Monday, August 10, 2009

Interview: Dok Harris, Part II

"Pittsburgh should be the Silicon Valley of the East, focusing on creating green jobs," Harris says of his development policy with practiced ease. "We will help you do what you need to do."

Furthermore, "we're the right size to be the crucible for your product."

Community benefits agreements are on the agenda as of late, and Harris wanted to clarify that although "big box development" tends to shy away from that type of arrangement, "startups -- not just start-ups but high tech -- a lot of them are for CBA's."

"If public money is being used -- and in this 3rd Renaissance, all but one building is receiving subsidy -- that money should be used to ensure fair wages, and fair treatment for the workers. People want to create windows where we can create family-sustaining wages."

At the same time, however, "we don't want to legislate it. Legislation is typically written by lawyers for lawyers. What we need to do is make sure we don't box ourselves in. We need a baseline to protect against ... leaders who don't have vision, or who aren't looking out for all stakeholders."

Harris sees CBA's as best being negotiated between businesses and government entities -- not with community groups directly. "You do want them to be party insofar as they have rights to sue under the process," Harris clarifies, but that's it.

Fair wages, fair treatment, and everybody having a seat at the table. These were the themes to which Harris kept returning.

He described this as "government as the steward of the public trust, and not as the means of putting money into private development and getting kickbacks."


Kickbacks? Yes, Harris went with "kickbacks".

"There is not a move towards transparency," he complained of the present regime. "A lot of decisions have been made outside the purview of the proper function of government. Decisions are made that do not benefit the City of Pittsburgh as a whole."

I asked for an example of this, and he brought up the electronic billboard permit for the Grant Street Transportation Center. Does this mean he agrees with the criticisms that Councilman Patrick Dowd put forth about Mayor Luke Ravenstahl during the primary election?

"What Mr. Dowd did very well is highlight a lot of issues that needed to be highlighted," answered Harris. "But he could have done a better job."

For example: "The garbage cans. The Mayor's response was, he decided to show an e-mail from Mr. Dowd saying, 'We need garbage cans'. Let's say you need cars, do you go out and buy Cadillacs?"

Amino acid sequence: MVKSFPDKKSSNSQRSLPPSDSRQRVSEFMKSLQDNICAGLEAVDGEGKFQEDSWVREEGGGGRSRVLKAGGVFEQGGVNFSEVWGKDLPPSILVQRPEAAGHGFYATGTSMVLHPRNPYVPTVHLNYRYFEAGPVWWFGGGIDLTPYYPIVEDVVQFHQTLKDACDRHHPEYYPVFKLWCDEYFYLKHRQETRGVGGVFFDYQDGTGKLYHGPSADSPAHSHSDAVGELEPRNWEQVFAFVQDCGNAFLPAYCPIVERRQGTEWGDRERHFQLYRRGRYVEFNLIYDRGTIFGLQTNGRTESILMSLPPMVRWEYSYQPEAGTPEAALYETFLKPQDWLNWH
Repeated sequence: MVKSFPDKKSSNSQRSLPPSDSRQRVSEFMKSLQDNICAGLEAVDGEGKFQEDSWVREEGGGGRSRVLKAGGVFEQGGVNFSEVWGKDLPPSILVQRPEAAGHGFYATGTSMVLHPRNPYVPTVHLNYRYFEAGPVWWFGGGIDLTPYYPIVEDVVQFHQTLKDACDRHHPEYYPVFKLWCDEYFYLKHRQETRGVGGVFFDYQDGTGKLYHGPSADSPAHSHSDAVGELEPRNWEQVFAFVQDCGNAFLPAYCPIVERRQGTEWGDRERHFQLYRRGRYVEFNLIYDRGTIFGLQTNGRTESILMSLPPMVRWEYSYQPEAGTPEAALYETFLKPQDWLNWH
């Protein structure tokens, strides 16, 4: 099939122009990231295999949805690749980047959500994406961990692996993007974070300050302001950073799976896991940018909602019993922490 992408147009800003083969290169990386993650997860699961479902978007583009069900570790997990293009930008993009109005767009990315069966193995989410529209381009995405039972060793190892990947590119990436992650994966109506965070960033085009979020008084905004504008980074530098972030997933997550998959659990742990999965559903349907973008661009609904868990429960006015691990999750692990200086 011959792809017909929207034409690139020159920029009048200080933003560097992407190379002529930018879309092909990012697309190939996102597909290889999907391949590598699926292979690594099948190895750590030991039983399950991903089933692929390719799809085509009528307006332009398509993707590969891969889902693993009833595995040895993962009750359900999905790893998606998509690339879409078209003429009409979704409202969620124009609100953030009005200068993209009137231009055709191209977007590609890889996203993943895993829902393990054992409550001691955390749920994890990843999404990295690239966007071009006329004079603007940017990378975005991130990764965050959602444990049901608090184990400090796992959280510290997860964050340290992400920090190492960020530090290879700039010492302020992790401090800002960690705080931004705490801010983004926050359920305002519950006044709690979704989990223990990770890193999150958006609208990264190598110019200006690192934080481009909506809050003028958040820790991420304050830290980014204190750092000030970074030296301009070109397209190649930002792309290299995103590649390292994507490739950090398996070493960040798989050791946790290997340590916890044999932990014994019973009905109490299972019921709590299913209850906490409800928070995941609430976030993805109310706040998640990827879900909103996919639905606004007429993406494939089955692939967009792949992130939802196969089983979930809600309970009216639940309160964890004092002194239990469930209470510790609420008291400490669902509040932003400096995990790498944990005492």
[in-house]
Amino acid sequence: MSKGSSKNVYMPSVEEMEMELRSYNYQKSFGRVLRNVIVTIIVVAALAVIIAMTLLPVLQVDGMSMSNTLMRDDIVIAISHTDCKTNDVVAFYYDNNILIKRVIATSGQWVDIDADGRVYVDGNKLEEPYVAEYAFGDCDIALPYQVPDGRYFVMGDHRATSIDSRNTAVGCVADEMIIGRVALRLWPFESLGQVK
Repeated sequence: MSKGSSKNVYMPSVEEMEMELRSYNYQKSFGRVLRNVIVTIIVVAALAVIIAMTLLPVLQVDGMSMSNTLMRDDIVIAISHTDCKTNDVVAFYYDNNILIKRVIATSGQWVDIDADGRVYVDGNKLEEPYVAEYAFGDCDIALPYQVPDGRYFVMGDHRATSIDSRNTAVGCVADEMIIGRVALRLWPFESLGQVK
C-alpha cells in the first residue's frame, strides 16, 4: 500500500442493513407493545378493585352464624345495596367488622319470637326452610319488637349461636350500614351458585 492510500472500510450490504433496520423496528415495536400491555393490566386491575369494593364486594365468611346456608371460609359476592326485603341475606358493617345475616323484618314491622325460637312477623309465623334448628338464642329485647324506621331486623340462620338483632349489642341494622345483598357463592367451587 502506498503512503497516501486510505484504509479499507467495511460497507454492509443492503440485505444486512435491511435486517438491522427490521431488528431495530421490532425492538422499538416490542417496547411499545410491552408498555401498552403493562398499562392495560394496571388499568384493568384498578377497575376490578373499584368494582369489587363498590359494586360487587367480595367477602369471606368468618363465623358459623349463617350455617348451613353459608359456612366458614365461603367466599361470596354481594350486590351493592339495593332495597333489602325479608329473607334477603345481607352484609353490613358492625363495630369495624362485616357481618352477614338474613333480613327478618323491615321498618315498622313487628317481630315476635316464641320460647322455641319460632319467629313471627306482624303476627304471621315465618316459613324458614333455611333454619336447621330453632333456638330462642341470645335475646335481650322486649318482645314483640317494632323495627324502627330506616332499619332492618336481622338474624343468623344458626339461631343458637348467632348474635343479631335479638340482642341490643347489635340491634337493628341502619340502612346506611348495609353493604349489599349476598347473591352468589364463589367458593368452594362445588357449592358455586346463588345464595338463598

Harris supported Bob O'Connor in his bid to become Mayor in 2005, both because he had been a close family friend for a long time and because "you saw authenticity in his passion. Bob's love of the City sweated through his shirt."

In the next breath, however, Harris was saying he is also a fan of Councilman Bill Peduto's vision and political ideals. So he was content with Pittsburgh's political outlook in 2005.

"Then came that strange period where Bob O'Connor was falling ill, and Yarone Zober was taking over the city," Harris recalls. "[Ravenstahl] really had an amazing opportunity to project youth and vigor into the process," but instead went in the other direction.

So, anyway. What's so important about the billboard?

"It's important because it highlights the failure of process -- when you start talking about process, you lose everybody -- but it shows the judgment and behavior of the people behind that."

Which is what, exactly?

"You can't stop us."

As in, when the Mayor's staff organizes a meeting to discuss a plan of some kind: "Coming in and saying 'Please tell us your stuff, blah blah blah', and then putting their fingers in their ears."

Inconsistency and unpredictability in the practice of building inspection also came in for a little criticism by Harris -- keeping this function separate from politics he thinks would be a boost for small business in Pittsburgh just in itself.


In terms of getting our city finances under control, Dok Harris first wants to "fix" purchasing and contracting "so we're not overspending".

Of leasing the parking garages to provide a one-time infusion of cash to the pension funds: "The idea of leasing off an asset for a long period of time is not terrible in itself," but he's worried about the "large fees" and getting the "best deal".

Secondly, Harris says he would go "line by line" through the budget "to see where we're wasting our money."

He provided no specific examples of where to cut, and eschewed the idea of cutting staff, but said he would go after "repetitive processes", and to substitute in "green, efficient technology" for what we are currently using.

Believing that the a city budget deficit is on track to return probably in 2011, Harris is also in favor of generating new revenue sources. He notes that the average suburban commuter brings back $44K annually to their homes, whereas the average Pittsburgh resident earns just $27K but is leaned on disproportionately to support the city.

However, "just suddenly bumping up the commuter tax is going to scare a lot of people." Harris says he wants to be fair, and this is a matter of "determining the best fee structure."